Philosophy And What It Means To Me.

“Philosophy is the study of the fundamental nature of knowledge, reality, and existence, especially when considered as an academic discipline.”

Despite having written before about my tryst with philosophy  in my blog, it is still nice to be able to revisit my story from a different perch as it were.

I approach the topic with a historic perspective highly personal in nature as, I am deeply involved in the study of philosophy.  I was not always so and hence this approach.

I was burning both ends of the candle in the late seventies of the last century when a dear friend, concerned about my well being put me in touch with Transcendental Meditation. I learnt it and started practicing it in earnest with amazing results. While practicing, I also studied the first six chapters of the Bhagwat Gita translated and commented on by Maharishi Mahesh Yogi.

This continued till 1983 when on a dare, I attended a ten day Vipassana camp and got hooked to that form of meditation which I continue to practice till today.  That little adventure also led me to study Buddhist philosophy.

Two  more synchronistic developments that led to further incidents that got me thoroughly involved in Indian philosophy.

While on a business visit to Chennai, another dear friend insisted that I accompany him to a lecture on Vedanta by Swami Paramarthananda. That got me further interested and when the same friend on a visit to Pune requested me to take him to a colleague and fellow Sanyasi of the Chennai Swamiji, I did and met Swami Satswarupananda of Pune.

I not only met him, but became his student and studied Vedanta under him in our Guru Shishya Parampara for fifteen years.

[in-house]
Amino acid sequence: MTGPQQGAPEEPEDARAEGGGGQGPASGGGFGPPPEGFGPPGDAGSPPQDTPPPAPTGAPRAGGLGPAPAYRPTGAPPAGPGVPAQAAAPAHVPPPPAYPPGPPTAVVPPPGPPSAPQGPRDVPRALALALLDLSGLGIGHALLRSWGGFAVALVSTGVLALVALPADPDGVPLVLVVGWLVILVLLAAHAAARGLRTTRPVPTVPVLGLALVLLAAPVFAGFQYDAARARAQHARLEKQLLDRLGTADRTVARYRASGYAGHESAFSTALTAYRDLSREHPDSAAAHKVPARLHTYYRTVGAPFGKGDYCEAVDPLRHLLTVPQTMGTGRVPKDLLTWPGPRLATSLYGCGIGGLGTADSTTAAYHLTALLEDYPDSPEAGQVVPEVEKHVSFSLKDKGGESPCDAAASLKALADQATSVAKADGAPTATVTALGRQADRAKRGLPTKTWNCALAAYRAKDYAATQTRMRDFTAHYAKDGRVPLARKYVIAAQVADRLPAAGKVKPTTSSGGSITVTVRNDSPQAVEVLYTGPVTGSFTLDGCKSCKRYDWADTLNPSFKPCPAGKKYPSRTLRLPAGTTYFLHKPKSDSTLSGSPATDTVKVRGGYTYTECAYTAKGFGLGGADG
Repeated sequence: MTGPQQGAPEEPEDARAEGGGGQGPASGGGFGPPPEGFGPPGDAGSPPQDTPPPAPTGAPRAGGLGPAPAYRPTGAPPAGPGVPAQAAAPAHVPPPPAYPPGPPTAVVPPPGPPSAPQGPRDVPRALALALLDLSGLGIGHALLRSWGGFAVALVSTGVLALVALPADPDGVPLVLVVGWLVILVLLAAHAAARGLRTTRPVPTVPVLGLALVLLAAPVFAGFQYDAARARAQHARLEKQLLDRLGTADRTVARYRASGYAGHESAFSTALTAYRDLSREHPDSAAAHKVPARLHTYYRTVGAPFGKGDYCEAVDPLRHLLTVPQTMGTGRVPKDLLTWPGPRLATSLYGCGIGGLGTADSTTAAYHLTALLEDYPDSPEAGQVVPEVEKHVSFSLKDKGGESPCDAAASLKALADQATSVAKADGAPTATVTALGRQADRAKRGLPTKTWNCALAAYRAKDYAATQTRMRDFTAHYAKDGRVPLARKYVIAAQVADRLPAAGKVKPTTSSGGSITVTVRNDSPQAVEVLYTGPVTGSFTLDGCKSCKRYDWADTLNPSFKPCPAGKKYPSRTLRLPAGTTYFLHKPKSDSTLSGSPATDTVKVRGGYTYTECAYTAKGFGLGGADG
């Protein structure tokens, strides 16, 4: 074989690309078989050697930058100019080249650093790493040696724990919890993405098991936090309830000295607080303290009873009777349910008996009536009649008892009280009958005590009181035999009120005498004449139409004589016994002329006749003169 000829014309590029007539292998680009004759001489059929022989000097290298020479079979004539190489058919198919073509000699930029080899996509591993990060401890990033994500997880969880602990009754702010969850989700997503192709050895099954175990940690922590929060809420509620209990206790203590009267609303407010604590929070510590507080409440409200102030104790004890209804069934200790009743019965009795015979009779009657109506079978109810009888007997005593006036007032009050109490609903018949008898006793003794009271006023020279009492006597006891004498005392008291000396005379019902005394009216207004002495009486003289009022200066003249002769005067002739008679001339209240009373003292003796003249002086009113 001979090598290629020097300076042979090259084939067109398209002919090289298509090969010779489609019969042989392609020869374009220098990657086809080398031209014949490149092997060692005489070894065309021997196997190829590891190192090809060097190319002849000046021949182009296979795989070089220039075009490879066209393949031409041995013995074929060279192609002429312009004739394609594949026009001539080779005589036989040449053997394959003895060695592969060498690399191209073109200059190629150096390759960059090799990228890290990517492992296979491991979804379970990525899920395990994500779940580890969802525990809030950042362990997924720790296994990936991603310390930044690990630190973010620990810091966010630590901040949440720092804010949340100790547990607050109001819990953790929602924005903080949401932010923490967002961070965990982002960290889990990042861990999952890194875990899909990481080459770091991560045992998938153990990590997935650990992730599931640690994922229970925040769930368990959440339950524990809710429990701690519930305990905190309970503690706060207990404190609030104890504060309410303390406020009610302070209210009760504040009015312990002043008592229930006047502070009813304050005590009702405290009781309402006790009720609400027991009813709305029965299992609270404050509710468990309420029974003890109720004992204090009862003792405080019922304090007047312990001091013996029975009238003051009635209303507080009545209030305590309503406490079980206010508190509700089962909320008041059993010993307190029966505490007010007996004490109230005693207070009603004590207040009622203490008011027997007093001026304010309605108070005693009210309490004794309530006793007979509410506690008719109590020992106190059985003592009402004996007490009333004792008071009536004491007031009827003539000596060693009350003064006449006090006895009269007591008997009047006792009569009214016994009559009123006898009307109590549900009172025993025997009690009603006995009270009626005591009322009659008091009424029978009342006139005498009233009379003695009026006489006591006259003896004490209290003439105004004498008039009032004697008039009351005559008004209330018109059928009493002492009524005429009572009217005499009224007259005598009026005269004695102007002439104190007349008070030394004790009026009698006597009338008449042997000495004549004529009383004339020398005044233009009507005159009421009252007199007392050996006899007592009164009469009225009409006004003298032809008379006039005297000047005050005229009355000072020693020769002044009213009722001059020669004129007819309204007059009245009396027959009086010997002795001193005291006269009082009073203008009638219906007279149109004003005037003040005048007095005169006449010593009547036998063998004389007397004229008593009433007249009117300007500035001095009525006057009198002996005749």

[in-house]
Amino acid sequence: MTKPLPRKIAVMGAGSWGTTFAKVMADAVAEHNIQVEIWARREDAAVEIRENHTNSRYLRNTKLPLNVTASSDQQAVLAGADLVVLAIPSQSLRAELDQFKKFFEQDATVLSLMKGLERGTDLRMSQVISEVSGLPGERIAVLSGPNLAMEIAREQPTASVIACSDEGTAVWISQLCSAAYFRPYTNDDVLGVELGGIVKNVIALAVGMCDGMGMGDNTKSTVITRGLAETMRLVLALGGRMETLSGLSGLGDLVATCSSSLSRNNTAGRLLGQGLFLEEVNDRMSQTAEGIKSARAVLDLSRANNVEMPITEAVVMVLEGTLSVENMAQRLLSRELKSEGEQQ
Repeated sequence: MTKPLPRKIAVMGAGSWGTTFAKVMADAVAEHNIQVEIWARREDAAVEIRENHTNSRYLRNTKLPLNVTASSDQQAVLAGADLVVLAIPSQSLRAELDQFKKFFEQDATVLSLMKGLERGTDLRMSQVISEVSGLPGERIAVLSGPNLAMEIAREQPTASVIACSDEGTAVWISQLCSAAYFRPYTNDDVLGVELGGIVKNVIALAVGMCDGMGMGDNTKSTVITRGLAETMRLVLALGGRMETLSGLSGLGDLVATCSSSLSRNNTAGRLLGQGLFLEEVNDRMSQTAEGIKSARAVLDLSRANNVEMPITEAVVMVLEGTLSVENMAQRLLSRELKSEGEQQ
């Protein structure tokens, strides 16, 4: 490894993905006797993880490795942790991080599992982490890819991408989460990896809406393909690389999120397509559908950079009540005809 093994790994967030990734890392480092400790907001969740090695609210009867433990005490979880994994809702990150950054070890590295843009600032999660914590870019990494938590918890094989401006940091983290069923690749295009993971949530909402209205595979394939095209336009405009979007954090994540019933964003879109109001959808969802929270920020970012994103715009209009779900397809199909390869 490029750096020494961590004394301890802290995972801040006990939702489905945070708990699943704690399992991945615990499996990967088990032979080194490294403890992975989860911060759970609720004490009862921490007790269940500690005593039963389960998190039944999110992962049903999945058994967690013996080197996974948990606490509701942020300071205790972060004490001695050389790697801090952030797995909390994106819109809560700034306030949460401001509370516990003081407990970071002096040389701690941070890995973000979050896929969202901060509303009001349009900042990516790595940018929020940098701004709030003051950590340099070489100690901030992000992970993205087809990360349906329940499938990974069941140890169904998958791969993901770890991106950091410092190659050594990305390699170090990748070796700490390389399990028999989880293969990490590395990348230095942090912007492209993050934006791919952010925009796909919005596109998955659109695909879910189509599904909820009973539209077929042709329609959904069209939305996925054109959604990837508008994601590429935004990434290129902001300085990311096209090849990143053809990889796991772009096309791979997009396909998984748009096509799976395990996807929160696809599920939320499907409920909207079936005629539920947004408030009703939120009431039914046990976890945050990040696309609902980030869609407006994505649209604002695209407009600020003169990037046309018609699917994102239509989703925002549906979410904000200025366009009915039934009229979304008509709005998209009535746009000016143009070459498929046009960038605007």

He finally retired to full time sanyasa to Rishikesh after instructing his students in Pune that Shravanam. (Learning) and Mananam (Internalising the learning) were over and the time had come for them to focus on Nidhidyasanam. And that is what I have been doing since the last many years.

In the meanwhile, I also had the privilege of meeting Swami Dayananda Saraswati, the Guru to both the Swamijis mentioned earlier, both at Anaikatti, his head quarters and in Pune during two of his visits.

Having bored my readers with that background, let me now explain what Vedanta, means to me.

In the Vedantic system, one goes through various stages of life with four goals called the Purushartha.. Having crossed the first three fairly successfully, I am at the last stage of my progress to achieve Moksha.

End of my story.

To understand the contents of my post, please do use the links given for various words without which, it will be difficult to.

This is my take on this week’s Friday 4 On 1 blog posts where Conrad, Sanjana, Shackman and I write on the same topic. Today’s topic has been suggested by Sanjana. Please do go over to the other two blogs to see what they have to say on the same topic. Thank you.

A Reason For Being.

Please click on the image for a larger resolution.

The Japanese have a word for this – Ikigai.